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Queen's Speech — Debate (3rd Day)

Part of the debate – in the House of Lords at 11:20 am on 27th May 2010.

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Photo of Lord McNally Lord McNally Deputy Leader of the House of Lords, The Minister of State, Ministry of Justice, Liberal Democrat Leader in the House of Lords 11:20 am, 27th May 2010

I suspect that the truth is that we had to start somewhere. We have five-year Parliaments in this country at the moment. I have said to my colleagues down the Corridor-some of whom are younger and more enthusiastic not than the noble Lord but younger than me-that when these proposals come forward we will benefit from the collective wisdom of the House of Lords on these matters, and so we shall.

Furthermore, we will publish a draft parliamentary Bill making sure that the law enabling parliamentarians to do their job is fair and adapted to modern circumstances. A Bill of this type was recommended by a Joint Committee of both Houses, which pointed out that there are a number of areas in which the extent of privilege is not clear. We will also bring forward legislation to implement the Calman commission's final report on Scottish devolution. We remain committed to a referendum on the powers of the National Assembly for Wales. The Government believe strong devolution settlements mean a strong United Kingdom.

This debate would not be complete unless I said a few words about reform of your Lordships' House. The Government's position is set out clearly in the coalition agreement published last week. Perhaps the House might find it helpful if I remind it of the relevant section. Here, some noble Lords might like to adjust their pacemakers. We agree to establish a committee to bring forward proposals for a wholly or mainly elected upper Chamber on the basis of proportional representation. The committee will come forward with a draft Motion by December 2010. It is likely that this Bill will advocate single long terms of office. It is likely that there will be a grandfathering system for current Peers. In the interim, the appointment of Lords will be made with the objective of creating a second Chamber which is reflective of the share of votes secured by the political parties in the last general election.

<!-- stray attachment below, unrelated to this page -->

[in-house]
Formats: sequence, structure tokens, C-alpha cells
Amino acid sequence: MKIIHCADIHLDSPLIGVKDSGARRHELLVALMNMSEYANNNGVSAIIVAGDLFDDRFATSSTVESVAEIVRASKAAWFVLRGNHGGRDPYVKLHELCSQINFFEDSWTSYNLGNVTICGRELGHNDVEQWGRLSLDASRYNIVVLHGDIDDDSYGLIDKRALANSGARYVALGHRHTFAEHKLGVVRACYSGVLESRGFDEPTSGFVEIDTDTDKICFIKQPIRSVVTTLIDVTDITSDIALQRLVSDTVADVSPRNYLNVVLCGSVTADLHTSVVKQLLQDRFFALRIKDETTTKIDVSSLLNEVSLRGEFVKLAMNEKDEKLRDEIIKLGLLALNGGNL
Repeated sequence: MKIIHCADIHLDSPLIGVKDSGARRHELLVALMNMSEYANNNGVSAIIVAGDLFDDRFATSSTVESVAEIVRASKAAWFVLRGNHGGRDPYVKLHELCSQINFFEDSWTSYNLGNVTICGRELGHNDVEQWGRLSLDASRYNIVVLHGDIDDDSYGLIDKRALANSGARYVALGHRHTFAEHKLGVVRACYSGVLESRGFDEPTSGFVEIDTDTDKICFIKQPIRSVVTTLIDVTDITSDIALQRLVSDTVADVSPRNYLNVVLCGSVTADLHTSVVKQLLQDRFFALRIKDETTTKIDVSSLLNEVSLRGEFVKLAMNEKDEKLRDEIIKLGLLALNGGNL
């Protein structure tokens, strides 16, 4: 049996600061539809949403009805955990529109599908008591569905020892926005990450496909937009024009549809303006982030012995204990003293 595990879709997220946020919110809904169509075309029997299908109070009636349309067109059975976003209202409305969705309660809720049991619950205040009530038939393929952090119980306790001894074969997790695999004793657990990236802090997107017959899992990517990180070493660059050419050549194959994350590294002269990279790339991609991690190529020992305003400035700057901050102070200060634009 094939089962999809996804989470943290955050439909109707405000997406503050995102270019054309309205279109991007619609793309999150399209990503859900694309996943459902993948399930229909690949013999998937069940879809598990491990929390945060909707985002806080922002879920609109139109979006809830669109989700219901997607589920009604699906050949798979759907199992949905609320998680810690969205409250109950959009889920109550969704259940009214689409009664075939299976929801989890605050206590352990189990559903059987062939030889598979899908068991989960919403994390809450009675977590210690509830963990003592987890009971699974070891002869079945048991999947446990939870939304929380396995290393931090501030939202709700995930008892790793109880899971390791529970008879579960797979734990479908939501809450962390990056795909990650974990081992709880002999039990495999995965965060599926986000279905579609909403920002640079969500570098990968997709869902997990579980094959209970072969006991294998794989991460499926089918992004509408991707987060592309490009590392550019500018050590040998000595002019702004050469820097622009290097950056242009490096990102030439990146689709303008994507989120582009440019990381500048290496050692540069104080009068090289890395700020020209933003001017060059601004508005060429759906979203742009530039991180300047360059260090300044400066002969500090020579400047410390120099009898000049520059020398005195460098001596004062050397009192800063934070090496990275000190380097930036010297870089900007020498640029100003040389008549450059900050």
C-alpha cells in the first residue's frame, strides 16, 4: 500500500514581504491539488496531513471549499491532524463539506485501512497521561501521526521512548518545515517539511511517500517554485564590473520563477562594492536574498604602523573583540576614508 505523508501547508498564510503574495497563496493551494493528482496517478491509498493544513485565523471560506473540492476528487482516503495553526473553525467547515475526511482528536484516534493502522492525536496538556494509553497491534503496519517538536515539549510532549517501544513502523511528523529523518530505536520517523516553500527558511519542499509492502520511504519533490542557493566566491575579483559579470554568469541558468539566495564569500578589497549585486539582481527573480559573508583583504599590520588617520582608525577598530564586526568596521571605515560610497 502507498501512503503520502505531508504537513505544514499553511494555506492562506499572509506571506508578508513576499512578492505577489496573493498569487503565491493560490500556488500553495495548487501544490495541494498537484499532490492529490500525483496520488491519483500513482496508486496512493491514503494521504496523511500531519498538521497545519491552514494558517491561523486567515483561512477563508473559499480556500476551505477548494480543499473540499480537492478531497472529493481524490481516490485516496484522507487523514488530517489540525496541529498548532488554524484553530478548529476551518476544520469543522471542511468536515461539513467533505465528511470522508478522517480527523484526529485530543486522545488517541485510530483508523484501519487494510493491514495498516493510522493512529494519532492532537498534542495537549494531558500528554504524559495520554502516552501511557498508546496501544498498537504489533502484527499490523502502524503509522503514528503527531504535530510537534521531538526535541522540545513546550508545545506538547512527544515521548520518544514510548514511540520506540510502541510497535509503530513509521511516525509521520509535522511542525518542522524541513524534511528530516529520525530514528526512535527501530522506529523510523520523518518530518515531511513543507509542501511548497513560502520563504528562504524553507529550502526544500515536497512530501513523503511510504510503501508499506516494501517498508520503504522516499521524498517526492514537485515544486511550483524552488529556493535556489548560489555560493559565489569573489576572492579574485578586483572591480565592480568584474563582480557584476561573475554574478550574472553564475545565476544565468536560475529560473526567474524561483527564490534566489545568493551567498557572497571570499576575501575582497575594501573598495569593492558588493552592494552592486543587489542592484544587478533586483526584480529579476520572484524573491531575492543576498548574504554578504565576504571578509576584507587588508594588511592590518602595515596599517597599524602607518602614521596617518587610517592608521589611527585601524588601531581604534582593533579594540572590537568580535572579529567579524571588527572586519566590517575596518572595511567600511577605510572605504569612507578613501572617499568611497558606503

This is the position: we are committed to reform; we are committed to a wholly or mainly elected Upper House. I am well aware that some sitting in this Chamber hearing my words-articulating as they do the collective wisdom of government policy-will think, "Well, that is okay, that is back in the long grass".